“On the flip side, you don’t want to service too late. If you’re plugging an air filter, you’re generating a lot more soot and if the soot is plugging the diesel particulate filter, that could lead to more regenerations, you’re burning more fuel and potentially cracking the DPF. And on the lube oil side, if you’re changing oil too late, you could have accelerated engine damage. So there are a lot of negative impacts if you’re servicing too late.”
Nathan Zambon, Director of Donaldson Filter Minder™
Donaldson’s development of the Filter Minder technology began in 2015, when it acquired Engineered Products, an Iowa-based manufacturer of air and fuel filter restriction systems sold under the Filter Minder brand. Filter Minders were mechanical indicators designed to provide a progressive visual indication as to when airflow through a filter reached specific restriction levels, giving service personnel a visible reminder concerning filter changeouts. “Donaldson acquired Filter Minder because they were the experts in filtration monitoring and Donaldson is the expert in filtration,” Zambon said. “If you bring filtration and filtration monitoring together, we believed that would offer a combined strength in filtration as a solution.”
Donaldson enhanced the Filter Minder technology with the addition of wireless capability and spent more than two years refining the system. The company teamed with Geotab, a Canadian specialist in IoT and connected transportation technologies that maintains one of the most widely used fleet telematics systems in North America.
“We recognized Geotab as a leader in the telematics space,” Zambon said. “There are two million Geotab devices in the field, half a million in heavy duty.”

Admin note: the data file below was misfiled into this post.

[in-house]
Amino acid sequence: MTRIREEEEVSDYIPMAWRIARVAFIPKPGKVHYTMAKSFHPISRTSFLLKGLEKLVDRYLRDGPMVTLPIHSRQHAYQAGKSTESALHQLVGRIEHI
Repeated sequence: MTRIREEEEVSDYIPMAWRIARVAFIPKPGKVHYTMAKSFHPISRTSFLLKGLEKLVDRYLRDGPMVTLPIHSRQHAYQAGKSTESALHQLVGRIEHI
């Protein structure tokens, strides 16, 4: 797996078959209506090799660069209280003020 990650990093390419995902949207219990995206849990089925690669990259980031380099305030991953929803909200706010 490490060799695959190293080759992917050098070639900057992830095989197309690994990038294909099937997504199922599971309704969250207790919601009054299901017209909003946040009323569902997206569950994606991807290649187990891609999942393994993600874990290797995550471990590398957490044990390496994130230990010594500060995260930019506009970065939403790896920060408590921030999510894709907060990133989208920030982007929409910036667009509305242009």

The wireless Filter Minder system is engineered to be compact and easy to install, with small wireless sensors on each filter unit and a compact receiver positioned nearby. The receiver sends data to the cloud, from which it is accessible through the MyGeotab Dashboard fleet management system, enabling managers of on-highway fleets to monitor the status and performance of their air filters in real time.
“For our integration, we developed a receiver that captures all of our sensor data and plugs it directly into the Geotab device,” Zambon said. “So instead of adding an additional cell device, we’re leveraging the existing connectivity that’s in place.
“One of the things we heard in our testing from truck fleets was, ‘I don’t want my truck going down the road with six cell phones hanging behind it.’ They’ve already made big investments in telematics and so let’s not add more complexity to it.
Nathan Zambon, Director of Donaldson Filter Minder™